Skip to main content
Markkula Center for Applied Ethics

Alexandra George

barbwire fence in front of a building

barbwire fence in front of a building

Alexandra George ’21

Hedi Benyounes/Unsplash

Alexandra George '21 is a double major in philosophy and political science. She conducts research with the Paper Prisons Initiative and is a 2020-21 Hackworth Fellow at the Markkula Center for Applied Ethics. Views are her own.


The Aging Prison Population

As of 2019, there were over 1.5 million people incarcerated in state and federal prisons and jails in the United States. What is more, much of this population is rapidly aging. The number of individuals serving life sentences who were between 55 years old and 65 years old increased by over 150% between 1993 and 2015. Clearly, many inmates will soon reach the end of their lives in prison. However, prisons are ill-equipped to provide adequate palliative care. This combined with dying while incarcerated violates inmates’ human dignity.

What is Compassionate Release?

One solution to the above problem is compassionate release, which is a series of state and federal policies that release inmates from prison due to “extraordinary and compelling” circumstances, including terminal illness, debilitating illness, and family emergencies. Compassionate release policies were first enacted at the federal level in 1984 as a part of the Sentencing Reform Act (SRA). Lawmakers intended for the SRA to be tough on crime, which translated to practices including the elimination of parole for all federal prisoners who committed a federal offense on or after November 1, 1987. Congress recognized that this would lead to unfair sentences, so Congress created “safety valves” that courts could use to prevent unjust sentences. Compassionate release is one such safety valve.

Despite this, compassionate release is rarely granted. Between 1990 and 2000, only 0.01% of the federal prison population were granted compassionate release annually. In fairness, Congress attempted to fix some of the administrative problems barring people from receiving compassionate release with the First Step Act of 2018. And these reforms were somewhat successful. In 2017, the year prior to Congress passing the First Step Act, twenty-four petitions were granted. In 2019, the year after Congress passed the First Step Act, 145 petitions were granted. Nevertheless, compassionate release is still clearly a woefully underutilized tool.

What Can Ethics Teach Us About Compassionate Release?

Seeing the statistics about the infrequency with which compassionate release was granted inspired me to write a paper about the ethics of compassionate release as a Hackworth Fellow. A key part of this paper looks at what ancient philosophers from across the globe might say about the ethics of compassionate release. First, Mencius, an ancient Chinese philosopher, would argue that granting compassionate release is ethical because we must extend our compassion as a society to suffering inmates in order to cultivate our innately good nature. Second, Indian and Tibetan Buddhist philosophers such as Nāgārjuna argued that prisoners should be treated humanely, and that “those prisoners who are physically weak, and therefore pose less danger to society, should be released early.” Third, granting compassionate release is also ethical using an Aristotelian common good approach because denying compassionate release denies people their fair share, which in turn creates a worse society. Thus, the approaches of Mencius, Indian and Tibetan Buddhism, and an Aristotelian notion of the common good yield the same conclusion: we need to grant compassionate release more than we currently are.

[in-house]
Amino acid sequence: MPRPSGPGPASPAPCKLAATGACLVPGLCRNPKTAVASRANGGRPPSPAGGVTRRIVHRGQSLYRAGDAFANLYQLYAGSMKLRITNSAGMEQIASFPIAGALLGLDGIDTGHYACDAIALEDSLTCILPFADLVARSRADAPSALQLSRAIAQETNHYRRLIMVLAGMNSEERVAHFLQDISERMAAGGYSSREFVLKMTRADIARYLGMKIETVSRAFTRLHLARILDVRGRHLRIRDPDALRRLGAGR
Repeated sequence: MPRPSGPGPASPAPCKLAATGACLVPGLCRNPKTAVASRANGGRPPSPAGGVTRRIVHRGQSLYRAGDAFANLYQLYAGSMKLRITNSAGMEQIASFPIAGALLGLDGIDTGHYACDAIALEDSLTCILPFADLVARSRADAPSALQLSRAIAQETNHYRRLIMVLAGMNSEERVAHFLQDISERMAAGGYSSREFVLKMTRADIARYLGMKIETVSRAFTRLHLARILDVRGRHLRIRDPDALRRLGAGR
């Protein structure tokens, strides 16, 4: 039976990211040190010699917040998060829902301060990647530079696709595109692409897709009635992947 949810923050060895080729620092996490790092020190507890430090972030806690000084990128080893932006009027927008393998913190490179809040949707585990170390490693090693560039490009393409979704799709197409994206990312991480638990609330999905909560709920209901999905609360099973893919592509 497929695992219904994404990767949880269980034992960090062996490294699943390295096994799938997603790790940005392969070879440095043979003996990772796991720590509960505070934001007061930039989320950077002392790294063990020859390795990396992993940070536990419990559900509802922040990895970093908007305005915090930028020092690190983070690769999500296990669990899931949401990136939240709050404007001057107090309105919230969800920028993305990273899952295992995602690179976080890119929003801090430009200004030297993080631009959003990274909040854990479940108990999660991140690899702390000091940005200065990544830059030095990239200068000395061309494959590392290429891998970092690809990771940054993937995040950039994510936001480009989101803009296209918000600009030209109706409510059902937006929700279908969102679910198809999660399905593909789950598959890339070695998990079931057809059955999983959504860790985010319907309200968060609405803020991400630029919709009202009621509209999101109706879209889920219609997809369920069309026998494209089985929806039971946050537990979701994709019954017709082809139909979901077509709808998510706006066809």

Reciprocal Humanity

We recognize that granting compassionate release is often the ethical choice, especially considering that 49 states, the District of Columbia, and the federal government all have compassionate release policies. Despite recognizing the ethics of compassionate release, we continue to allow administrative challenges at the state and federal level to prevent us from doing what we know is right. This is all the more concerning considering that it seems that the administrative challenges barring individuals from receiving compassionate release are simple to fix relative to the many great policy challenges lawmakers face.

As Bryan Stevenson wrote in Just Mercy, “simply punishing the broken--walking away from them or hiding them from sight--only ensures that they remain broken and we do, too. There is no wholeness outside of reciprocal humanity” (290). We are currently faced with a choice: what type of society do we want to be? Do we want to continue to treat compassionate release as a token ethical act, or do we want to make real change? Change is within reach, so long as we recognize and act on the “extraordinary and compelling” nature of compassion and reciprocal humanity.

Read the full paper: Compassionate Release_ An “Extraordinary and Compelling Problem”

View Alexandra's project presentation


About Alexandra George

Alexandra George 2020-21 Hackworth Fellow

"I’m a senior with a double major in philosophy and political science, born and raised in Los Angeles. As an aspiring lawyer, I enjoy studying the law, particularly as it intersects with politics and philosophy. I’m a member of the University Honors Program, the Communications Chair on the Honors Advisory Council, and president of the SCU Harry Potter Club. My hobbies include reading, contemplating philosophy, playing ukulele, and spending time with friends and family. My favorite role model is Ruth Bader Ginsburg."




May 14, 2021

Make a Gift to the Ethics Center

Content provided by the Markkula Center for Applied Ethics is made possible, in part, by generous financial support from our community. With your help, we can continue to develop materials that help people see, understand, and work through ethical problems.